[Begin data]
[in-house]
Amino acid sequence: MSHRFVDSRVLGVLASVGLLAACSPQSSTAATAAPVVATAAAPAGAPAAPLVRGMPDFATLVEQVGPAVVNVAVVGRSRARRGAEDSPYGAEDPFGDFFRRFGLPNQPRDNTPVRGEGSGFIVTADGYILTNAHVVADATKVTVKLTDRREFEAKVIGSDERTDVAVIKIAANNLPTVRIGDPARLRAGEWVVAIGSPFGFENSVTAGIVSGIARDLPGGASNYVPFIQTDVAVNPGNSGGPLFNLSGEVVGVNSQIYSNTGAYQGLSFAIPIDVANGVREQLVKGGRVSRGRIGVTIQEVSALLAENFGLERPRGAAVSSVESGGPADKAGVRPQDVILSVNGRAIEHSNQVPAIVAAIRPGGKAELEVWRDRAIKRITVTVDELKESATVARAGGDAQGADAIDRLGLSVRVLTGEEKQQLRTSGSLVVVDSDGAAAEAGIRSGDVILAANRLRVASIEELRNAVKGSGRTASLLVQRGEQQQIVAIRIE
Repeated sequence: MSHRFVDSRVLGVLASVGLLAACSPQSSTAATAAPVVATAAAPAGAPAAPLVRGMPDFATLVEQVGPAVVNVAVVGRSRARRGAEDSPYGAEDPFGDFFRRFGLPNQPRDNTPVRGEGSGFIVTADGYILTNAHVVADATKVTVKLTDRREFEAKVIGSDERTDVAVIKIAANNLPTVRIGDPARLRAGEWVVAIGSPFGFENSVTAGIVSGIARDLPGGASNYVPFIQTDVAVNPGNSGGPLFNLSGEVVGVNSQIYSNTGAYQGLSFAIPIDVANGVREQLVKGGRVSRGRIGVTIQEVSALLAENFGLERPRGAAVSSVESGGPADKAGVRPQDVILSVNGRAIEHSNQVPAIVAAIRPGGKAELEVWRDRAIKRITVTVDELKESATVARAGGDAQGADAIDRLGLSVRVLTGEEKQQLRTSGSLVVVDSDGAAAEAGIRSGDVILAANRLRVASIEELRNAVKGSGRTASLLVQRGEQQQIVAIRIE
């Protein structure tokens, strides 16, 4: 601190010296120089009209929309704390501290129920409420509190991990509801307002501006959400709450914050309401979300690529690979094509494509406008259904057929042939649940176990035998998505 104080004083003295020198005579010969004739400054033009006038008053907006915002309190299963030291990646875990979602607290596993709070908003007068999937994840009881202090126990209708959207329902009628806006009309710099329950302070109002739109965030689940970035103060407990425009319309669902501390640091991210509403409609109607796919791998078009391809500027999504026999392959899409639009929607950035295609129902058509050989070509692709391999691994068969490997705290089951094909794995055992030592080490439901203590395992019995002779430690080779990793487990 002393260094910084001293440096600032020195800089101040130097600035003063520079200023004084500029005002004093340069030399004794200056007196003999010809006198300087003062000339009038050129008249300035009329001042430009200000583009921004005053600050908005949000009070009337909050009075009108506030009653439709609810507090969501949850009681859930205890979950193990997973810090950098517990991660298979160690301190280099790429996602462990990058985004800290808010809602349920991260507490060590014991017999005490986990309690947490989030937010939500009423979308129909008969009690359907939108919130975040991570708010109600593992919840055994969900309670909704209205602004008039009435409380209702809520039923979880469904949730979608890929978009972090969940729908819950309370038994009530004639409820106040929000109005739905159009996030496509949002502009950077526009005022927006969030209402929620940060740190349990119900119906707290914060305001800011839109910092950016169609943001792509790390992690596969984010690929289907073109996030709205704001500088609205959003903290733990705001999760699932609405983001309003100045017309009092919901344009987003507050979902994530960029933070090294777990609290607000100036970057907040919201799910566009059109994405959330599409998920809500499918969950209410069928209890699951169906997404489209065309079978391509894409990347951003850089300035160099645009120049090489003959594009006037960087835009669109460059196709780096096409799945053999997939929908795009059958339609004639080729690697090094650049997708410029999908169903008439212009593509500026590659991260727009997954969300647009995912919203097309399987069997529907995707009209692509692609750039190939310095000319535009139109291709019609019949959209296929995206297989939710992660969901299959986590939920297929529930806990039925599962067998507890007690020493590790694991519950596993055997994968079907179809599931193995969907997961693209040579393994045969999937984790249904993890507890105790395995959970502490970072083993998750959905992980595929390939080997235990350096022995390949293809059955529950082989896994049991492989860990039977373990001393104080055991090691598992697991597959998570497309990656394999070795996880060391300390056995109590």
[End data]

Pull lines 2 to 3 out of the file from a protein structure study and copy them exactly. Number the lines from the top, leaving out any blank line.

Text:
Amino acid sequence: MSHRFVDSRVLGVLASVGLLAACSPQSSTAATAAPVVATAAAPAGAPAAPLVRGMPDFATLVEQVGPAVVNVAVVGRSRARRGAEDSPYGAEDPFGDFFRRFGLPNQPRDNTPVRGEGSGFIVTADGYILTNAHVVADATKVTVKLTDRREFEAKVIGSDERTDVAVIKIAANNLPTVRIGDPARLRAGEWVVAIGSPFGFENSVTAGIVSGIARDLPGGASNYVPFIQTDVAVNPGNSGGPLFNLSGEVVGVNSQIYSNTGAYQGLSFAIPIDVANGVREQLVKGGRVSRGRIGVTIQEVSALLAENFGLERPRGAAVSSVESGGPADKAGVRPQDVILSVNGRAIEHSNQVPAIVAAIRPGGKAELEVWRDRAIKRITVTVDELKESATVARAGGDAQGADAIDRLGLSVRVLTGEEKQQLRTSGSLVVVDSDGAAAEAGIRSGDVILAANRLRVASIEELRNAVKGSGRTASLLVQRGEQQQIVAIRIE
Repeated sequence: MSHRFVDSRVLGVLASVGLLAACSPQSSTAATAAPVVATAAAPAGAPAAPLVRGMPDFATLVEQVGPAVVNVAVVGRSRARRGAEDSPYGAEDPFGDFFRRFGLPNQPRDNTPVRGEGSGFIVTADGYILTNAHVVADATKVTVKLTDRREFEAKVIGSDERTDVAVIKIAANNLPTVRIGDPARLRAGEWVVAIGSPFGFENSVTAGIVSGIARDLPGGASNYVPFIQTDVAVNPGNSGGPLFNLSGEVVGVNSQIYSNTGAYQGLSFAIPIDVANGVREQLVKGGRVSRGRIGVTIQEVSALLAENFGLERPRGAAVSSVESGGPADKAGVRPQDVILSVNGRAIEHSNQVPAIVAAIRPGGKAELEVWRDRAIKRITVTVDELKESATVARAGGDAQGADAIDRLGLSVRVLTGEEKQQLRTSGSLVVVDSDGAAAEAGIRSGDVILAANRLRVASIEELRNAVKGSGRTASLLVQRGEQQQIVAIRIE